Release Date – TBC, Cert – N/A, Run-time – 2 hours 36 minutes, Director – Lav Diaz
Three goldminers (Nanding Yousef, Bart Guingona, Don Melvin Boongaling) venture through an expansive jungle to return to their home village.
From looking at the filmography of director Lav Diaz two and a half hours is a relatively short run-time, compared to his usual 4 hour plus, some of his features have stretched to over 10 hours long. And yet with such heavy core themes as comparing the animal-like instincts and behaviours of humans 156 minutes could seem rather lengthy. And yet, as the three central goldminers (Nanding Yousef, Bart Guingona and Don Melvin Boongaling) travel through the jungle to return to their home village tales of folklore are spun and recited, sparking superstition and fear within the trio. There’s certainly detail to the behaviours of the characters as the jungle causes their sanity to drop, and for a generational divide to cause even more frustrations. Not only do they turn on each other but begin a false battle for an almost just as false leadership of the group – although there is one figure less involved in scraps that starts to take a leading role.
While some scenes during this first hour feel somewhat lengthy they’re still relatively engaging and accessible. The impact of the jungle on the central three figures certainly creates some interest and it helps the film to handle its themes well. It’s once out of the jungle, just as new faces are being introduced, where things begin to get slower. The tone and focus of the film begins to change as the scenes become even longer. Our protagonists are somewhat separated and there appears to be three separate stories created. Elements of folklore are dropped and the piece appears to lose substance. Despite more characters less happens and it shows in the much slower pacing.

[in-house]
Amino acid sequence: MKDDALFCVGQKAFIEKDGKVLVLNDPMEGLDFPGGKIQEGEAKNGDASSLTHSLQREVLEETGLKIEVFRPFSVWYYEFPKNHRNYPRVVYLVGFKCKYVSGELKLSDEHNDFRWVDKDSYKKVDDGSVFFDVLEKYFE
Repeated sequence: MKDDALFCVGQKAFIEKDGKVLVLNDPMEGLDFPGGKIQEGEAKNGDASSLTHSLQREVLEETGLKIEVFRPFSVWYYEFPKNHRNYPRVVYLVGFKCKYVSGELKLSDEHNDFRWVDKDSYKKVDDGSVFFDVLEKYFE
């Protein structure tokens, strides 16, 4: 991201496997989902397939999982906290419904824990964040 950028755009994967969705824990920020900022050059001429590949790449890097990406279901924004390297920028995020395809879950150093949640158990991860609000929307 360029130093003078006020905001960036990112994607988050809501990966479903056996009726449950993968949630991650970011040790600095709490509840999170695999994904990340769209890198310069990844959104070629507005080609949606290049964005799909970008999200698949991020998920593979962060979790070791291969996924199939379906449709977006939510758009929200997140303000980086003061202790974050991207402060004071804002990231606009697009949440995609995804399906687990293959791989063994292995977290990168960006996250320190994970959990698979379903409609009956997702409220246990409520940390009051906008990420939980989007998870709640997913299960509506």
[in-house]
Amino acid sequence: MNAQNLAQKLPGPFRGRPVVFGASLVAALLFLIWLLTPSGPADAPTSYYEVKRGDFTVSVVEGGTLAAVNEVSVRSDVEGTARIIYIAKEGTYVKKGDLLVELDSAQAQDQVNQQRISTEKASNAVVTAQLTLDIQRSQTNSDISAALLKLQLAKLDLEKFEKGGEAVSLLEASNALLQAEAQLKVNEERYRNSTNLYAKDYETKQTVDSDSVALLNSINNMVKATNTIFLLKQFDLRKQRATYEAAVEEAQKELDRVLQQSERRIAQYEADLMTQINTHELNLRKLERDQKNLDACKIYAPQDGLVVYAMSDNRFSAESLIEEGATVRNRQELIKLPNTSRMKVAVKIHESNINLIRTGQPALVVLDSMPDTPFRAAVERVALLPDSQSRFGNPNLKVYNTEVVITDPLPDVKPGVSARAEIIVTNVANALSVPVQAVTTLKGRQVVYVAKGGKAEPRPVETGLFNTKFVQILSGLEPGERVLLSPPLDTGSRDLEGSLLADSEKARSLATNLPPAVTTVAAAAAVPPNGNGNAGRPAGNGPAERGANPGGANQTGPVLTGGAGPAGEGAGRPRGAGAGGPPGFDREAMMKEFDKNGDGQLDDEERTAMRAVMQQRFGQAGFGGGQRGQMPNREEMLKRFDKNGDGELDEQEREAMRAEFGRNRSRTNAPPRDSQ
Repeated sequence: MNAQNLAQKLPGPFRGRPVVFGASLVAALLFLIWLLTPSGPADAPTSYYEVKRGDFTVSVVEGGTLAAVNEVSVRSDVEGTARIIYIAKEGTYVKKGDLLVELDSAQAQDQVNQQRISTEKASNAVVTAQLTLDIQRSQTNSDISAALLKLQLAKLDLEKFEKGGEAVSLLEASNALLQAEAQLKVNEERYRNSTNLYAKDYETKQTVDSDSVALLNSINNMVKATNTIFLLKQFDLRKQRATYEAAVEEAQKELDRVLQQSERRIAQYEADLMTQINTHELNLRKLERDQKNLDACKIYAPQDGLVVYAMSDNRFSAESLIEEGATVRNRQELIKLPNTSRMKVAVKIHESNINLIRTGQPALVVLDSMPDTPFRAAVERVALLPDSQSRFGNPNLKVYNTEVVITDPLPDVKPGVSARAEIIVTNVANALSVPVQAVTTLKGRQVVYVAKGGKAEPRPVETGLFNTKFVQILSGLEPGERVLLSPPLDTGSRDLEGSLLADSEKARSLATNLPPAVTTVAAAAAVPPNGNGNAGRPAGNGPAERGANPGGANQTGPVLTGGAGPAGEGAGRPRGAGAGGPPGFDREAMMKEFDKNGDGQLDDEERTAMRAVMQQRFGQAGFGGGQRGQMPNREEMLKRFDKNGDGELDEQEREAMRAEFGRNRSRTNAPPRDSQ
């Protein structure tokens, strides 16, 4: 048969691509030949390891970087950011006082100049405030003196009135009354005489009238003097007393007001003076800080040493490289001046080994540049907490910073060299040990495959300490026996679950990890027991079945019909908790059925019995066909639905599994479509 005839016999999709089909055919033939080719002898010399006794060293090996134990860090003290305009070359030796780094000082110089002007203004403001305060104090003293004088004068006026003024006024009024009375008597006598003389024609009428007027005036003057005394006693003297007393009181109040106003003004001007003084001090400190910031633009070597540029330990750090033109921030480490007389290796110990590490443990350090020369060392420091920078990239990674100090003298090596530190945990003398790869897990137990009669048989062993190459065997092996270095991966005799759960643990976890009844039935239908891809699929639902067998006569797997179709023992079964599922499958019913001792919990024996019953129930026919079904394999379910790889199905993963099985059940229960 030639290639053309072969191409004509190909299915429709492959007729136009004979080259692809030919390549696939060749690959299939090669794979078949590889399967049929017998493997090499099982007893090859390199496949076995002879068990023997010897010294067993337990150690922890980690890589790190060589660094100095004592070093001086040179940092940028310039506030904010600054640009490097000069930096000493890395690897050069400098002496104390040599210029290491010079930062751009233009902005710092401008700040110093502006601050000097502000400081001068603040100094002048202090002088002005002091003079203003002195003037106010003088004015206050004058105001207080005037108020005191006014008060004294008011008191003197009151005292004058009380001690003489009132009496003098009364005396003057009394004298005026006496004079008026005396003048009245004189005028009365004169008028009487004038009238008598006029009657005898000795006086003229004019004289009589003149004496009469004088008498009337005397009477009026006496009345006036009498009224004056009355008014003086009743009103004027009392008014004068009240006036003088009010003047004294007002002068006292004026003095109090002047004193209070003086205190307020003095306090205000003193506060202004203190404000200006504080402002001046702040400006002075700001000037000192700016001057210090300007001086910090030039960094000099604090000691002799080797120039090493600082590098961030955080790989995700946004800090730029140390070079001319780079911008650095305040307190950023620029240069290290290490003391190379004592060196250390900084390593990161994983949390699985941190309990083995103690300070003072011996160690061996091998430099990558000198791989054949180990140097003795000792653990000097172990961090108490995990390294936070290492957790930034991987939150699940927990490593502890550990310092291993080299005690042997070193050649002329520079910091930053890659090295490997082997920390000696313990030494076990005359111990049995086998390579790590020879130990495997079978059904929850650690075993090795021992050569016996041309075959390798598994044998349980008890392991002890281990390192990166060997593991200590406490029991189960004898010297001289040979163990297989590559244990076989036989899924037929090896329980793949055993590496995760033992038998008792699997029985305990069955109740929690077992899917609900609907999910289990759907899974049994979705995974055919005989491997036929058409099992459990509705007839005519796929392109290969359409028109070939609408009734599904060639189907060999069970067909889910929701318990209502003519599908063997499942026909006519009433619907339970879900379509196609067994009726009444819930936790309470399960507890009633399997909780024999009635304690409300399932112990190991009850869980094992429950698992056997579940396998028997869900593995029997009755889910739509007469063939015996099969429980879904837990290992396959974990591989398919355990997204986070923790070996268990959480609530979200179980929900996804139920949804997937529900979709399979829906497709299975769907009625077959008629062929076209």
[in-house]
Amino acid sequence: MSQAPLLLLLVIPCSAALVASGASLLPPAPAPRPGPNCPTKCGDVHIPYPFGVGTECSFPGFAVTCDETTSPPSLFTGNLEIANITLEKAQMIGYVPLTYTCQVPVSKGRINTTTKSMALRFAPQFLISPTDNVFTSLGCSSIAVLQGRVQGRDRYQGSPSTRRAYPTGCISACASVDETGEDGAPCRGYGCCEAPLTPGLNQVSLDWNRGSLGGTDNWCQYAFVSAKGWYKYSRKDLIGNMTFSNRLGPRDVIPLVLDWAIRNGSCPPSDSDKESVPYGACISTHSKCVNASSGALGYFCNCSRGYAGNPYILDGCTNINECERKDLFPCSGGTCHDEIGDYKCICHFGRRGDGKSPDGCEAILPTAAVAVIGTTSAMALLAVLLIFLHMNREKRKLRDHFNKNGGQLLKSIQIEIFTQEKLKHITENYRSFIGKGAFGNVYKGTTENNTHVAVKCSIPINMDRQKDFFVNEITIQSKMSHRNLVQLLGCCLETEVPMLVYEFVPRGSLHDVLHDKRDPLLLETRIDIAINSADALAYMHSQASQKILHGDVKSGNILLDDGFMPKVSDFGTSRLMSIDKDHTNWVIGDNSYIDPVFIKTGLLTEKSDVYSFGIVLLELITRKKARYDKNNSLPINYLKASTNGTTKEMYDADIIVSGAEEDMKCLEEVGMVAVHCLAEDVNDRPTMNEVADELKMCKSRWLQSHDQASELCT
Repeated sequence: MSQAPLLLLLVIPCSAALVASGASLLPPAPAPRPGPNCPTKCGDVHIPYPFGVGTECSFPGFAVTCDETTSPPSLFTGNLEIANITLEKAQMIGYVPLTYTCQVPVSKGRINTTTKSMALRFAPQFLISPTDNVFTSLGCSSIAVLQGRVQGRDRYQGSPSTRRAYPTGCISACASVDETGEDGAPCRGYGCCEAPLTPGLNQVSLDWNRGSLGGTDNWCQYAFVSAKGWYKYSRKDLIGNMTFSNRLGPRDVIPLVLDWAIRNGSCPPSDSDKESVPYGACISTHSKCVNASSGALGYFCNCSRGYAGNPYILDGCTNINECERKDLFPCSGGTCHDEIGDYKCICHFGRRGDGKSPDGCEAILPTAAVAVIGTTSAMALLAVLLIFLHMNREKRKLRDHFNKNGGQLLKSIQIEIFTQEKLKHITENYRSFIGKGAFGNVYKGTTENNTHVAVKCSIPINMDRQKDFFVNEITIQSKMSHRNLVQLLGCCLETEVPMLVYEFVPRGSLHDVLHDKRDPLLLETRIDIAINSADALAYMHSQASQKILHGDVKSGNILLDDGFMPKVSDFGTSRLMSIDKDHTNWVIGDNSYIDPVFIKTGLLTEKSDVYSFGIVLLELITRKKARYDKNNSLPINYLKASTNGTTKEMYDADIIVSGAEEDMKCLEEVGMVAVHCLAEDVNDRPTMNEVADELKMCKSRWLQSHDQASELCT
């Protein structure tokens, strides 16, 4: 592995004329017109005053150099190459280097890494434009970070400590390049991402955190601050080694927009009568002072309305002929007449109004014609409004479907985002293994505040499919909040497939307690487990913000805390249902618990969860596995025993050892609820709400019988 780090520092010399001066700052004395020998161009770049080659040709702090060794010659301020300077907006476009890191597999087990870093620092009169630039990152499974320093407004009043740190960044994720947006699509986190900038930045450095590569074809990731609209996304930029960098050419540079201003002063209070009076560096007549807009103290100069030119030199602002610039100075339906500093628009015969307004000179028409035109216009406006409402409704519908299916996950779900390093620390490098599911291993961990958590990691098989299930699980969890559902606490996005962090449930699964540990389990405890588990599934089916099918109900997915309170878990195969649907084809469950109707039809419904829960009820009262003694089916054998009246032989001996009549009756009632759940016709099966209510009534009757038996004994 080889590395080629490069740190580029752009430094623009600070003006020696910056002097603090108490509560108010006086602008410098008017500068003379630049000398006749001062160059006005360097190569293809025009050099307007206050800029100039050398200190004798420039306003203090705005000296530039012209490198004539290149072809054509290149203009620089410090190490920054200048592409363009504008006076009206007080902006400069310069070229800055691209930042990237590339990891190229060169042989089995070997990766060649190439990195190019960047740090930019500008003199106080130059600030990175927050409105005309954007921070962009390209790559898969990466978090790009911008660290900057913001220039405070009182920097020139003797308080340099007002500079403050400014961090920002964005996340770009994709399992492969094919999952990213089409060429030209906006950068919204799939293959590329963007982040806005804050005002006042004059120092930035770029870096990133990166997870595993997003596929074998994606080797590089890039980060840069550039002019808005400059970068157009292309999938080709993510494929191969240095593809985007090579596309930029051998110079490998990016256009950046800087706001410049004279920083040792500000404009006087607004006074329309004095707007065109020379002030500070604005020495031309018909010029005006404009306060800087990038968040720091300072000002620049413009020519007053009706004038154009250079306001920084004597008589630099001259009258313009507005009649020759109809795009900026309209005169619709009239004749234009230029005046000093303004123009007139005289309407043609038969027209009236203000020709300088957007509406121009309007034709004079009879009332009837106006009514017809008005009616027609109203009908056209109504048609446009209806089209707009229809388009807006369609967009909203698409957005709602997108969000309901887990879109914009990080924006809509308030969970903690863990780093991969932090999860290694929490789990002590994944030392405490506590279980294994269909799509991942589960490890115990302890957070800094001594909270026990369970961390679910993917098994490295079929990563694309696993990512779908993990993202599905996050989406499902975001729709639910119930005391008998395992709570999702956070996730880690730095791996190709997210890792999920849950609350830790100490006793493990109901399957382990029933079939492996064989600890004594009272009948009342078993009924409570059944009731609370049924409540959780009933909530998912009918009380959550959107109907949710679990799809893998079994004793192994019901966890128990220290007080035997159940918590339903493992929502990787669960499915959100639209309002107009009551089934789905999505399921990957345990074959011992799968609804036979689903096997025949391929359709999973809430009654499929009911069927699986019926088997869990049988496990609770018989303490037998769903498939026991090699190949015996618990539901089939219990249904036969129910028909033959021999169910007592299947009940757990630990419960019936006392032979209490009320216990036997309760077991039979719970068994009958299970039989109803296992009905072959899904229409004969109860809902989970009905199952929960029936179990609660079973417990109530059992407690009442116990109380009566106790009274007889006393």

What follows is 100-110 minutes of anger, rage, chickens, people randomly snapping at each other, threats, chickens and fights and attacks that look like poorly set out stage fights. The closest thing to a view into animal behaviour is the fact that the village is flooded with roosters and chickens. Dialogue is drowned out by the irritating sound of clucking, squawking and cock-a-doodle-doos – such screaming certainly keeps you awake on a number of occasions. It also provides an understandable explanation as to why almost everyone in the village seems so angered and prone to just being generally horrible to everyone else. There’s a lack of substance which only really allows for the run-time to be truly felt, the engagement of the viewer is quickly lost and its hard to get back into the film once this happens.
As things continue to change in tone, although not for the better and simply creating an even more unengaging feel, the film feels very different to how it started. Detail and key themes are lost and eventually the piece feels very much the same. Wandering for something to show that relates to its key themes, but with extra characters and potential it seemingly fails. It works best when focusing on the mania the three initial focuses find themselves dropping into when traipsing through the uncertain terrain of the jungle. It’s when their minds create stories, visions and falsehoods and the way they respond to this and the instincts that cause them to act upon them, it might be slow but there’s still something there. Once out on the other side such themes drain away and what we’re left with is a long streak of lengthy, uninteresting, anger with little more substance, and the occasional poultry squawk.
There’s more poultry than substance in Genus Pan, including in volume. While it starts out as something fairly interesting and with a good view into human behaviour it soon loses all of this in exchange for almost two hours of people snapping at and scrapping with each other in unconvincing fashion.